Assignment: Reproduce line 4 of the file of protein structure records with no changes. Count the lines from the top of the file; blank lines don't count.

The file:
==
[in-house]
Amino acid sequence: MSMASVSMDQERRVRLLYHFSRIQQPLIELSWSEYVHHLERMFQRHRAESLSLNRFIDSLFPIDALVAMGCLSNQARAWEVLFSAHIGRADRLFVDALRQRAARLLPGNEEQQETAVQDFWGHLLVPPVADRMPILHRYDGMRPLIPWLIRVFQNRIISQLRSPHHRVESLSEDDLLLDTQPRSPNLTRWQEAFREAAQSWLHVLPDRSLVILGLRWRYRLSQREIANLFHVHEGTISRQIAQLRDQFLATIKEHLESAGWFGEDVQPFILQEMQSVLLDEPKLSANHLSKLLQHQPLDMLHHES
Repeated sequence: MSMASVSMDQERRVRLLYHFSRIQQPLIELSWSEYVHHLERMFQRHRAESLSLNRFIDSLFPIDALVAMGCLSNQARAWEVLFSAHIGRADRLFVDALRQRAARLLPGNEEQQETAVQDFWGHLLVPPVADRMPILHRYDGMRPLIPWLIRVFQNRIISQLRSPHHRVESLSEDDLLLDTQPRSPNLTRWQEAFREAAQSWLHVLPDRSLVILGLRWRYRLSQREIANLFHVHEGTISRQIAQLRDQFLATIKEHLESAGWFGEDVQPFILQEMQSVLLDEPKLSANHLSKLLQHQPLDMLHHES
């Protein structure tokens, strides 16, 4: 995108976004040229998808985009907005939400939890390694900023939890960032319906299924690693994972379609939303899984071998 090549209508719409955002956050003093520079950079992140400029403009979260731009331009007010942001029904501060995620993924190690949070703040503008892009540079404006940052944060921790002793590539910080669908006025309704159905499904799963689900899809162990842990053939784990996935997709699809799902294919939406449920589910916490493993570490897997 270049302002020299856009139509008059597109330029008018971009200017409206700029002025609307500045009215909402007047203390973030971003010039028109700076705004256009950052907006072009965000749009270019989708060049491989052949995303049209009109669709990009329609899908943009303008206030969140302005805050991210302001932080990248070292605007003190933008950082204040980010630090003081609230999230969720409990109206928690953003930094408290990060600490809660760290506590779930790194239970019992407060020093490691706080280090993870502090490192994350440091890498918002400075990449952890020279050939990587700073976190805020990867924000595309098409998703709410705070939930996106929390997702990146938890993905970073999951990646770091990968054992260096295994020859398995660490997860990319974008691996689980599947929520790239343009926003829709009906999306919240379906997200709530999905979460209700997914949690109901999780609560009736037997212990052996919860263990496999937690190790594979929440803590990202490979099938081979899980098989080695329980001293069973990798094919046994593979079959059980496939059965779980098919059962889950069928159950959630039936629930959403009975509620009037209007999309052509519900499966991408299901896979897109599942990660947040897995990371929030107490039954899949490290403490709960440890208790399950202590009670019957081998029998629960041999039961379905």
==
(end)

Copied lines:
């Protein structure tokens, strides 16, 4: 995108976004040229998808985009907005939400939890390694900023939890960032319906299924690693994972379609939303899984071998 090549209508719409955002956050003093520079950079992140400029403009979260731009331009007010942001029904501060995620993924190690949070703040503008892009540079404006940052944060921790002793590539910080669908006025309704159905499904799963689900899809162990842990053939784990996935997709699809799902294919939406449920589910916490493993570490897997 270049302002020299856009139509008059597109330029008018971009200017409206700029002025609307500045009215909402007047203390973030971003010039028109700076705004256009950052907006072009965000749009270019989708060049491989052949995303049209009109669709990009329609899908943009303008206030969140302005805050991210302001932080990248070292605007003190933008950082204040980010630090003081609230999230969720409990109206928690953003930094408290990060600490809660760290506590779930790194239970019992407060020093490691706080280090993870502090490192994350440091890498918002400075990449952890020279050939990587700073976190805020990867924000595309098409998703709410705070939930996106929390997702990146938890993905970073999951990646770091990968054992260096295994020859398995660490997860990319974008691996689980599947929520790239343009926003829709009906999306919240379906997200709530999905979460209700997914949690109901999780609560009736037997212990052996919860263990496999937690190790594979929440803590990202490979099938081979899980098989080695329980001293069973990798094919046994593979079959059980496939059965779980098919059962889950069928159950959630039936629930959403009975509620009037209007999309052509519900499966991408299901896979897109599942990660947040897995990371929030107490039954899949490290403490709960440890208790399950202590009670019957081998029998629960041999039961379905």